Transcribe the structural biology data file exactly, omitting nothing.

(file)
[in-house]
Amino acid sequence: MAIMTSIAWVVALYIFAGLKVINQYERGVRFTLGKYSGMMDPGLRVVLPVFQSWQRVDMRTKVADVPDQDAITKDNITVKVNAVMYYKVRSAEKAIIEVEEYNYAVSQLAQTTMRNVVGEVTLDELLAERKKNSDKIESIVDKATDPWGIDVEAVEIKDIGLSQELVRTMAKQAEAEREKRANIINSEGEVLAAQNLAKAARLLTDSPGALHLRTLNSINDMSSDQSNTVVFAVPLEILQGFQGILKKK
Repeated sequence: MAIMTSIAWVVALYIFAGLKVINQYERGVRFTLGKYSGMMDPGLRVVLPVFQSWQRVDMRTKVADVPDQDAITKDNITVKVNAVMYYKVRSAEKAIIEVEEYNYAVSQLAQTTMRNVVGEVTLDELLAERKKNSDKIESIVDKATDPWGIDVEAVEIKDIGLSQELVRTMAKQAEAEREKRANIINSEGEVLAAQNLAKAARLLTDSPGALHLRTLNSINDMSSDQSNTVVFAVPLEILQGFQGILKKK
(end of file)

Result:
[in-house]
Amino acid sequence: MAIMTSIAWVVALYIFAGLKVINQYERGVRFTLGKYSGMMDPGLRVVLPVFQSWQRVDMRTKVADVPDQDAITKDNITVKVNAVMYYKVRSAEKAIIEVEEYNYAVSQLAQTTMRNVVGEVTLDELLAERKKNSDKIESIVDKATDPWGIDVEAVEIKDIGLSQELVRTMAKQAEAEREKRANIINSEGEVLAAQNLAKAARLLTDSPGALHLRTLNSINDMSSDQSNTVVFAVPLEILQGFQGILKKK
Repeated sequence: MAIMTSIAWVVALYIFAGLKVINQYERGVRFTLGKYSGMMDPGLRVVLPVFQSWQRVDMRTKVADVPDQDAITKDNITVKVNAVMYYKVRSAEKAIIEVEEYNYAVSQLAQTTMRNVVGEVTLDELLAERKKNSDKIESIVDKATDPWGIDVEAVEIKDIGLSQELVRTMAKQAEAEREKRANIINSEGEVLAAQNLAKAARLLTDSPGALHLRTLNSINDMSSDQSNTVVFAVPLEILQGFQGILKKK